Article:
Biomass Energy from agriculture and forest waste could become a sustainable source of fuel for generating electricity in Alberta’s rural areas. Increase from 1% to 6%

Geothermal: Natural heat deep under the earth’s surface could provide a sustainable source of electricity in Alberta and play into an existing Alberta strength: drilling. 2%

Cogeneration: Electricity generation using fossil fuels produces the byproduct of heat. Capturing that heat can more than double the useful energy obtained from each unit of fuel. This cogeneration of electricity and heat from a single fuel (e.g. natural gas) could play an important transitional role in supplying Alberta’s industry with heat and power and neighbourhoods with district energy. 7%

Recovered Industrial Energy: Every year the energy equivalent of millions of barrels of oil is wasted as heat that escapes  Industrial up smokestacks in Alberta industrial facilities. In many cases, this heat is of sufficient temperature to generate electricity. 2%

Micro-power A diversity of small-scale technologies , such as solar, wind and cogeneration, could allow Alberta’s farms, homes and businesses to become energy independent while reducing their environmental footprint. 1%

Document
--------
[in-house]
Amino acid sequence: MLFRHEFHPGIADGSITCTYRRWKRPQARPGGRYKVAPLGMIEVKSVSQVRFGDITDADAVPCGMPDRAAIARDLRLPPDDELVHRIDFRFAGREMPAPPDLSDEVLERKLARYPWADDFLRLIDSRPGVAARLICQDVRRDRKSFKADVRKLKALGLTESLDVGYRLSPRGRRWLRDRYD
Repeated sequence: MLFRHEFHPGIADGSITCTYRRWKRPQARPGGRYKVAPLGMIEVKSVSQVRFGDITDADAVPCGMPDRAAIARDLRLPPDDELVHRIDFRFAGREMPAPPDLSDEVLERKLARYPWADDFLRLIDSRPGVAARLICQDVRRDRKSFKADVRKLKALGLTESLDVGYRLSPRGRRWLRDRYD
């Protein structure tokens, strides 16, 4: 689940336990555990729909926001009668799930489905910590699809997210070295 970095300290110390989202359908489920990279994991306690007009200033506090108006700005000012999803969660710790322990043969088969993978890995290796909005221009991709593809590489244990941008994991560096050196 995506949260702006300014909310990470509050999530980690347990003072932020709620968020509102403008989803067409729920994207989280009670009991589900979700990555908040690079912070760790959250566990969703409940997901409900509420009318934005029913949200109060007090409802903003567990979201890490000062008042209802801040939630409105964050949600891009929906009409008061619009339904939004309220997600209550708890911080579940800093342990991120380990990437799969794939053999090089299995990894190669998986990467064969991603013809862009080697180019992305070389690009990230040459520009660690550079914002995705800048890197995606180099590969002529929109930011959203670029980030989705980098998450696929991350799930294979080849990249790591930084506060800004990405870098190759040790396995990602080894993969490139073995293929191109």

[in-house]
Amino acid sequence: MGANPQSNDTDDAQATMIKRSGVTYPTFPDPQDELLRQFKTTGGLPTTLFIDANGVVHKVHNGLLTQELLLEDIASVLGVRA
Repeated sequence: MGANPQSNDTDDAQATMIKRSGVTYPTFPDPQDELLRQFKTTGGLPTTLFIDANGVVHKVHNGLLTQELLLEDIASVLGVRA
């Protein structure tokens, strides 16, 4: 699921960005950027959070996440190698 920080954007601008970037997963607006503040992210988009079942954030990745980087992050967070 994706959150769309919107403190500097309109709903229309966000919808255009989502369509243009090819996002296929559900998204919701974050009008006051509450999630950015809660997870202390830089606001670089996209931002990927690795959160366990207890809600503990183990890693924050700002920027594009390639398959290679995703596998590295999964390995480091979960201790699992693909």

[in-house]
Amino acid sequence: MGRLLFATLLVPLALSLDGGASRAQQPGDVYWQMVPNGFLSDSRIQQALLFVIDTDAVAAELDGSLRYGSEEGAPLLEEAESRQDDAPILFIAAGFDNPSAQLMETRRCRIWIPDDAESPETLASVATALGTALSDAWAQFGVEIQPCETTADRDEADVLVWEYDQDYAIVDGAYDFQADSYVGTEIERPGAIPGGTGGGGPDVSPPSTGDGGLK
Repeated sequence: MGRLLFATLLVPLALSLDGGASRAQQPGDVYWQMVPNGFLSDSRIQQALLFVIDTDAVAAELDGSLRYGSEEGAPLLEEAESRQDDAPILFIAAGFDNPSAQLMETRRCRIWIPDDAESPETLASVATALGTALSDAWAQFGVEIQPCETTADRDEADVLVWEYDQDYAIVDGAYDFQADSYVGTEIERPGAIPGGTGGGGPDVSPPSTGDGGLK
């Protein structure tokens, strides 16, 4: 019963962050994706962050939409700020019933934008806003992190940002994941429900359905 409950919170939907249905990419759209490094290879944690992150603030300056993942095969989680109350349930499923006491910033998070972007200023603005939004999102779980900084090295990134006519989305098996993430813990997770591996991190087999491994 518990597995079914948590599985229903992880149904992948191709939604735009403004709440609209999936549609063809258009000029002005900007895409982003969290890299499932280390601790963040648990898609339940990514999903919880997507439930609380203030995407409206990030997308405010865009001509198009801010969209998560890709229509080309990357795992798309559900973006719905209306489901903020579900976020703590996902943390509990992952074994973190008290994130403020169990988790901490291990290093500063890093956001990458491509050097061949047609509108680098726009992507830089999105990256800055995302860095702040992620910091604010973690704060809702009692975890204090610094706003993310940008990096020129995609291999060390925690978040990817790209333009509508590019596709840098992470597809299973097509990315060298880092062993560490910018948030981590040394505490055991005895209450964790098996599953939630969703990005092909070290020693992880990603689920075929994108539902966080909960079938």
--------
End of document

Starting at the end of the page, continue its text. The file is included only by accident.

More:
Virtual Power Plants  Remote communicationtechnology could allow the strategic control of large numbers  of small machines or appliances. Temporarily slowing or deferring such resources could displace the need for up to 10% of electricity at peak times. 4%

Power Storage: Technologies that allow electricity to be stored (including pumped water, compressed air and batteries) will facilitate the integration of large amounts of wind power and other variable electricity sources to meet demand.

Carbon Capture and Storage: Carbon capture and storage technologies, although the costs are still unknown, are likely to play some role in cleaning up the province’s existing coal plants.” (Fact Sheet, https://bit.ly/3dNCFLG and Full Report: https://bit.ly/3dHttbS)